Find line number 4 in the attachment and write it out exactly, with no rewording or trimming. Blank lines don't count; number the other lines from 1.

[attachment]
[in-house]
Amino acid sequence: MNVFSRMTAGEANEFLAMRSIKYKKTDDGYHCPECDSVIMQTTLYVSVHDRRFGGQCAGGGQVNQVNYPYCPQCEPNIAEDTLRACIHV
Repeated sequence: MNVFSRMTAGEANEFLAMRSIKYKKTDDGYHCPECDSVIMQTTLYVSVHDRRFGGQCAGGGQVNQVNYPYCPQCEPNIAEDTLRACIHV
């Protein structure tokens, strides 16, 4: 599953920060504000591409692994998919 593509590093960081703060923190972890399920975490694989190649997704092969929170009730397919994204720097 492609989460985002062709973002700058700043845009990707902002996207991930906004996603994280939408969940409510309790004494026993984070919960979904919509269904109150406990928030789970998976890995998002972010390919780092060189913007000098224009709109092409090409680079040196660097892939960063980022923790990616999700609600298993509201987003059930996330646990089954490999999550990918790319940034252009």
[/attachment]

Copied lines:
């Protein structure tokens, strides 16, 4: 599953920060504000591409692994998919 593509590093960081703060923190972890399920975490694989190649997704092969929170009730397919994204720097 492609989460985002062709973002700058700043845009990707902002996207991930906004996603994280939408969940409510309790004494026993984070919960979904919509269904109150406990928030789970998976890995998002972010390919780092060189913007000098224009709109092409090409680079040196660097892939960063980022923790990616999700609600298993509201987003059930996330646990089954490999999550990918790319940034252009």